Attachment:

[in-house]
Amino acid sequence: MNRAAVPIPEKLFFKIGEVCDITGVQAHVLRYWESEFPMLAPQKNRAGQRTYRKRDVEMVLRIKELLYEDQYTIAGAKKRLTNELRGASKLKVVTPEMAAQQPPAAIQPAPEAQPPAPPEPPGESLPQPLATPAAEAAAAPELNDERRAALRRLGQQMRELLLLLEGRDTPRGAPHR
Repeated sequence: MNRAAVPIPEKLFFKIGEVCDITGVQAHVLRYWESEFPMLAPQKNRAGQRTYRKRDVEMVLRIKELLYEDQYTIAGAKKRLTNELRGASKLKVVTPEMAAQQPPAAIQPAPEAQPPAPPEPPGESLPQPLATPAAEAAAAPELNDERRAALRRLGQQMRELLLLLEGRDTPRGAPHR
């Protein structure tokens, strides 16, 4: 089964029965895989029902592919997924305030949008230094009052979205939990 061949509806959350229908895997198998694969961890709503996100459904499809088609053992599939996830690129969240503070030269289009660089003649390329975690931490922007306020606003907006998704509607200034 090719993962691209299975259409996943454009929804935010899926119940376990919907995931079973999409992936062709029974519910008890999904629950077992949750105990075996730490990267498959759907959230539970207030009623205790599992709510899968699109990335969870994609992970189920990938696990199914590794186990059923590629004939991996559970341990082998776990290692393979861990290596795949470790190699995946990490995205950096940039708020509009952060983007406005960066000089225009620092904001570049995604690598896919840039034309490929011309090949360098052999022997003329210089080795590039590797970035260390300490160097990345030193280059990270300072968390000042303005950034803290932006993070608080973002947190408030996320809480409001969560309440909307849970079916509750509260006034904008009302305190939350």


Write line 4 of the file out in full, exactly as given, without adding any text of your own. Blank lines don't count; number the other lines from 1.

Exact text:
């Protein structure tokens, strides 16, 4: 089964029965895989029902592919997924305030949008230094009052979205939990 061949509806959350229908895997198998694969961890709503996100459904499809088609053992599939996830690129969240503070030269289009660089003649390329975690931490922007306020606003907006998704509607200034 090719993962691209299975259409996943454009929804935010899926119940376990919907995931079973999409992936062709029974519910008890999904629950077992949750105990075996730490990267498959759907959230539970207030009623205790599992709510899968699109990335969870994609992970189920990938696990199914590794186990059923590629004939991996559970341990082998776990290692393979861990290596795949470790190699995946990490995205950096940039708020509009952060983007406005960066000089225009620092904001570049995604690598896919840039034309490929011309090949360098052999022997003329210089080795590039590797970035260390300490160097990345030193280059990270300072968390000042303005950034803290932006993070608080973002947190408030996320809480409001969560309440909307849970079916509750509260006034904008009302305190939350």